The World is getting faster. We expect the best customer experience, problems need to be resolved right away, goods need to arrive the day after we order them or even the same day like Amazon.com and Bol.com and we have become used to communicating with anyone, anywhere, at any time. This raises the need for edge computing.
For enterprises, this trend is reflected in the increased demand for real-time data processing. Look at the trends that will power the next generation of innovation such as Artificial Intelligence (AI) and the Internet of Things (IoT): they are driving a surge in data production. As mentioned in our earlier blog: How Internet of Things (IoT) will change data centers, we shared that Statista expect that by 2025, the number of installed IoT devices will be over 74.5B. Devices such as connected cars, smart drones, intelligent rental, etc, etc.
So what is edge?
Let we start with the edge computing definition:
“Edge computing is a distributed, open IT architecture that features decentralized processing power, enabling mobile computing and Internet of Things technologies. In edge computing, data is processed by the device itself or by a local server, rather than being transmitted to a data center”.
At present, edge computing, is more of a concept than an off the shelve product. Edge computing is the practice of processing data near the edge of your network, where the data is being generated, instead of in centralized data centers. The term “edge” is used in many ways, but maybe the description of Dr. Tom Bradicich is the best: The edge is where the action is. It‘s a manufacturing floor, a building, a campus, a city, your house, a wind farm, a power plant, a telecommunications outpost, in your car, in the sky or under the sea. It’s everywhere everything is, and it’s where the “things” are in the Internet of Things.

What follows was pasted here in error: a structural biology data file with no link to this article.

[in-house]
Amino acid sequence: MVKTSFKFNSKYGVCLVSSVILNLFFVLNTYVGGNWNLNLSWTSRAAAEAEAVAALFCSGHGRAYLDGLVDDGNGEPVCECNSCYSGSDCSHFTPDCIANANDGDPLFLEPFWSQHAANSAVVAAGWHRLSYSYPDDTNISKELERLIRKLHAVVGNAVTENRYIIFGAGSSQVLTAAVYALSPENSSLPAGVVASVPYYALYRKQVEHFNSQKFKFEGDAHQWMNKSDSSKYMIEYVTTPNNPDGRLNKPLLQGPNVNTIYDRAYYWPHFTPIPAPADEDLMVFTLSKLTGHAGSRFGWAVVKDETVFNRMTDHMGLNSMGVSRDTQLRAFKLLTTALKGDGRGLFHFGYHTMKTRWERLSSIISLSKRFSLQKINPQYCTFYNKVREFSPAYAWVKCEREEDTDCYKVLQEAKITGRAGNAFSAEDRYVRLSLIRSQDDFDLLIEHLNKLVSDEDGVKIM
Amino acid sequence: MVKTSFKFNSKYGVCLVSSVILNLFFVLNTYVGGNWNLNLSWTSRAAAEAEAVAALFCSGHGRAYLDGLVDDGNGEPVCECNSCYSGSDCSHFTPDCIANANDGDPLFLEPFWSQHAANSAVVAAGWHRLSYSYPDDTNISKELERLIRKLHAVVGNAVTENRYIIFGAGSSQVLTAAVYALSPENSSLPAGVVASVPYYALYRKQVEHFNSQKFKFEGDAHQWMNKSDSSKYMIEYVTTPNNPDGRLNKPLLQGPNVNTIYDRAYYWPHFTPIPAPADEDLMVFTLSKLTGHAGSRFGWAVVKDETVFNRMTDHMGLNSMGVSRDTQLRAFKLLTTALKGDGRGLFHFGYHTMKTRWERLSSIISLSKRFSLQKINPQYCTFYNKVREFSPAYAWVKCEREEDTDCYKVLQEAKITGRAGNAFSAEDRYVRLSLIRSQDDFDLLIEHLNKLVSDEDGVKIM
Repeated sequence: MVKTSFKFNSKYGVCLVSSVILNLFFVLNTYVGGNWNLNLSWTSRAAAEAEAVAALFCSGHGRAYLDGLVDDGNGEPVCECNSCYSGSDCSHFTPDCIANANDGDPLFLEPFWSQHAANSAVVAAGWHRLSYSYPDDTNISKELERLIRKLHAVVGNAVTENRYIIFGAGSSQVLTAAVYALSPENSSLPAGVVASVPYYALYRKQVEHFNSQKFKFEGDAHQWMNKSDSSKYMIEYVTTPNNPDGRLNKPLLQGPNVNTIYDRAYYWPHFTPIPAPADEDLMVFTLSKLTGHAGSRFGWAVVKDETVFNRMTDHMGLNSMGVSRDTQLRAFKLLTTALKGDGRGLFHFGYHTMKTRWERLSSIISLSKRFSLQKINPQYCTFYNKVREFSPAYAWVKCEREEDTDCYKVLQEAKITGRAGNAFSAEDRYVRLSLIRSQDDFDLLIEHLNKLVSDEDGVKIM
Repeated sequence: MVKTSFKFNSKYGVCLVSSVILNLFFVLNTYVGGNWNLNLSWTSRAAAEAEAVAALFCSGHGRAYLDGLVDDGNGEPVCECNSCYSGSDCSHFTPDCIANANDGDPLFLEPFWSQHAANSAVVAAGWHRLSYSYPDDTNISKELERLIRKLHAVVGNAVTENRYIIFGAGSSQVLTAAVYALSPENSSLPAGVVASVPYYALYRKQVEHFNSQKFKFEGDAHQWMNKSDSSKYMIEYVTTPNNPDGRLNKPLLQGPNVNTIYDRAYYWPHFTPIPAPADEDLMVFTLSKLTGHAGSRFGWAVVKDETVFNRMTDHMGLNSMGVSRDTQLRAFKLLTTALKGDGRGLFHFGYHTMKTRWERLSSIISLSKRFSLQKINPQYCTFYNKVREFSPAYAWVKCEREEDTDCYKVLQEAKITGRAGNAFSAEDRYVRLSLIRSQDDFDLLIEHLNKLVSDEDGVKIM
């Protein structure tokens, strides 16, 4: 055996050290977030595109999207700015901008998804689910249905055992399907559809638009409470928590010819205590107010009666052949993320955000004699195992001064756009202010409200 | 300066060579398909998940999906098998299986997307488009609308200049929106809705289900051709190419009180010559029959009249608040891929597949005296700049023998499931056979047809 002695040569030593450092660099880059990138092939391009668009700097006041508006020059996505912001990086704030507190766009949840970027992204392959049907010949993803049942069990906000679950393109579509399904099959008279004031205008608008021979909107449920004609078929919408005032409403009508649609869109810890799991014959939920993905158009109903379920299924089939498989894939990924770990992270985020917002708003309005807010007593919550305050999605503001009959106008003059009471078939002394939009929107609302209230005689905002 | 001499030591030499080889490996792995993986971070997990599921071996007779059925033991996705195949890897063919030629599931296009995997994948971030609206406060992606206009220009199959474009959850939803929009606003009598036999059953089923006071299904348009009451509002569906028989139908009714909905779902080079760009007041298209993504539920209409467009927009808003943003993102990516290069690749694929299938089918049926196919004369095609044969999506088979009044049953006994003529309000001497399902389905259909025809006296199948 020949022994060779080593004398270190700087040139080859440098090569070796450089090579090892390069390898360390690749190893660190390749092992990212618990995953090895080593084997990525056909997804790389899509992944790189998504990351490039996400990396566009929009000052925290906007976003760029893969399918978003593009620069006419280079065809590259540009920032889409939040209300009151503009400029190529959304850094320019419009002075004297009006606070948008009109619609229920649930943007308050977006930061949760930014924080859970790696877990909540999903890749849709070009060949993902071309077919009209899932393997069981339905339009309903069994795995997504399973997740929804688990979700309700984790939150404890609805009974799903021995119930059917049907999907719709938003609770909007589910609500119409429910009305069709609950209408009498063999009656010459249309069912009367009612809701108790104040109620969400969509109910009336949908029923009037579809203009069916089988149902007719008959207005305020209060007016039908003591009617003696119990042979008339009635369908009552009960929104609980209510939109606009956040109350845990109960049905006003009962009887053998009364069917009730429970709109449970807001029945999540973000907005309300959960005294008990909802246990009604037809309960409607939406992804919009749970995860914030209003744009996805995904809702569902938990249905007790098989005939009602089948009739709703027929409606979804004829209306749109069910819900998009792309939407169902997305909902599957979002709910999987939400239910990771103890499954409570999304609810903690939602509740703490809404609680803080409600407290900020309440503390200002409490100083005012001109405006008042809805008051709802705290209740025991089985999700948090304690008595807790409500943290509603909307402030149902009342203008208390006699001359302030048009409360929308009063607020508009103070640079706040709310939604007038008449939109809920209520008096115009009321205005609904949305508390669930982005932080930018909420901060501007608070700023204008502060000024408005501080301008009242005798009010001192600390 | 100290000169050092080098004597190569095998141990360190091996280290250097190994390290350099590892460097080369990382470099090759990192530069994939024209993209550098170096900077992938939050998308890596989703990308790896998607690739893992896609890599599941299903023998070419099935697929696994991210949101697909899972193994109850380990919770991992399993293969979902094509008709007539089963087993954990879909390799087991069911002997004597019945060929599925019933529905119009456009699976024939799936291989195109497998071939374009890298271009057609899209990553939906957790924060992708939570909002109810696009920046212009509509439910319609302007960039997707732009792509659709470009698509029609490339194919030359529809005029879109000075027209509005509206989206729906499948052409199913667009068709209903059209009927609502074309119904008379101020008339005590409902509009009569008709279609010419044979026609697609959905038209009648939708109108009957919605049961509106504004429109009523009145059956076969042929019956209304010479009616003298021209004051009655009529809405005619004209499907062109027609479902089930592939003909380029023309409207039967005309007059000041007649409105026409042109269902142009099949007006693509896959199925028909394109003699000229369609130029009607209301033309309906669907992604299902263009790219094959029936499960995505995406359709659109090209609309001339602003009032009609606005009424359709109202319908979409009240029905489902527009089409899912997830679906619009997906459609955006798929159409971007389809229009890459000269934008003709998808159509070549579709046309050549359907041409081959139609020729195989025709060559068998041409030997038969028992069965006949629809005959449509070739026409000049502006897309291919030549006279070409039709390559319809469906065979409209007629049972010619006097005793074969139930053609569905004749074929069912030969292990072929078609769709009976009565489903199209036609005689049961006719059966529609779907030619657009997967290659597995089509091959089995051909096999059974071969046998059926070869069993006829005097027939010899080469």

Why Edge data centers
As the Internet of Things (IoT) expands, massive amounts of data require faster processing and better security. Edge data centers allows organizations to:
- Minimize latency – There are many applications that require immediate insight and control and any latency is intolerable.
- Reduce bandwidth – Sending big data sets back and forth to the cloud can consume enormous bandwidth.
- Lower cost – Even if bandwidth is available, it can be costly.
- Reduce threats – Processing data locally can reduce security vulnerabilities. Transfer of data across various networks is simply more prone to attacks and breaches.
- Maintain compliance – Laws and corporate policies govern the remote transfer of data. For example, certain countries forbid companies from moving the personal data of their citizens outside their borders.
Edge computing and the future of the data center
The ‘traditional’ data center won’t become obsolete by any means and will still be used for a wide range of functions, but the rise of edge computing cause a rise of a larger number of smaller data centers built closer to population centers like cities, campuses and business parks. Data center infrastructure could therefore change and slowly become a more distributed model. Edge-driven systems will work alongside cloud and the huge data center model will still thrive and be vital to all kinds of businesses. As demand for edge devices and applications increases, this part of the network could see big growth.
The working definition of edge data centers